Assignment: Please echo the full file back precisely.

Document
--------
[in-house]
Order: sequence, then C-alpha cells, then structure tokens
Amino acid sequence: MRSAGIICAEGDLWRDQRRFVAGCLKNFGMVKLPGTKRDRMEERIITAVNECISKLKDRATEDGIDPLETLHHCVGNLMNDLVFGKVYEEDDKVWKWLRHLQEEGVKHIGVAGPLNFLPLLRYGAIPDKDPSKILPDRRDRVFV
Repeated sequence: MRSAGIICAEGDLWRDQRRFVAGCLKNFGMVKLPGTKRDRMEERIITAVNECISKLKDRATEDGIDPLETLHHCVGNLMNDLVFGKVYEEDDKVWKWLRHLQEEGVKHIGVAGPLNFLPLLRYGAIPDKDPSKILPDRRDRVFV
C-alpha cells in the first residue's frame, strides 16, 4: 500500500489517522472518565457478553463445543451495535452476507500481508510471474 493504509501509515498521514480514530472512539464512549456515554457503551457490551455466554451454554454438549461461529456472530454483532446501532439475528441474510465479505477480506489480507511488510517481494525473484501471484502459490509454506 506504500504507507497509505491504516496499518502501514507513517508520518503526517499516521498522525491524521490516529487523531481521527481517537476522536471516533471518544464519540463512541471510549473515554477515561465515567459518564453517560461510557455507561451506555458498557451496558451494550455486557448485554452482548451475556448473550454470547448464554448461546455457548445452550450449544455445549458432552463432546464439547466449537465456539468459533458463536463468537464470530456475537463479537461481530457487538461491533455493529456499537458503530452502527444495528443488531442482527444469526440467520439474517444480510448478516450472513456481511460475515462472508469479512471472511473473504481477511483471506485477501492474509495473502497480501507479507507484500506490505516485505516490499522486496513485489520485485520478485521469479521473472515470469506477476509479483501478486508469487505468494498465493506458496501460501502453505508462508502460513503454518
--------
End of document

[in-house]
Order: sequence, then C-alpha cells, then structure tokens
Amino acid sequence: MRSAGIICAEGDLWRDQRRFVAGCLKNFGMVKLPGTKRDRMEERIITAVNECISKLKDRATEDGIDPLETLHHCVGNLMNDLVFGKVYEEDDKVWKWLRHLQEEGVKHIGVAGPLNFLPLLRYGAIPDKDPSKILPDRRDRVFV
Repeated sequence: MRSAGIICAEGDLWRDQRRFVAGCLKNFGMVKLPGTKRDRMEERIITAVNECISKLKDRATEDGIDPLETLHHCVGNLMNDLVFGKVYEEDDKVWKWLRHLQEEGVKHIGVAGPLNFLPLLRYGAIPDKDPSKILPDRRDRVFV
C-alpha cells in the first residue's frame, strides 16, 4: 500500500489517522472518565457478553463445543451495535452476507500481508510471474 493504509501509515498521514480514530472512539464512549456515554457503551457490551455466554451454554454438549461461529456472530454483532446501532439475528441474510465479505477480506489480507511488510517481494525473484501471484502459490509454506 506504500504507507497509505491504516496499518502501514507513517508520518503526517499516521498522525491524521490516529487523531481521527481517537476522536471516533471518544464519540463512541471510549473515554477515561465515567459518564453517560461510557455507561451506555458498557451496558451494550455486557448485554452482548451475556448473550454470547448464554448461546455457548445452550450449544455445549458432552463432546464439547466449537465456539468459533458463536463468537464470530456475537463479537461481530457487538461491533455493529456499537458503530452502527444495528443488531442482527444469526440467520439474517444480510448478516450472513456481511460475515462472508469479512471472511473473504481477511483471506485477501492474509495473502497480501507479507507484500506490505516485505516490499522486496513485489520485485520478485521469479521473472515470469506477476509479483501478486508469487505468494498465493506458496501460501502453505508462508502460513503454518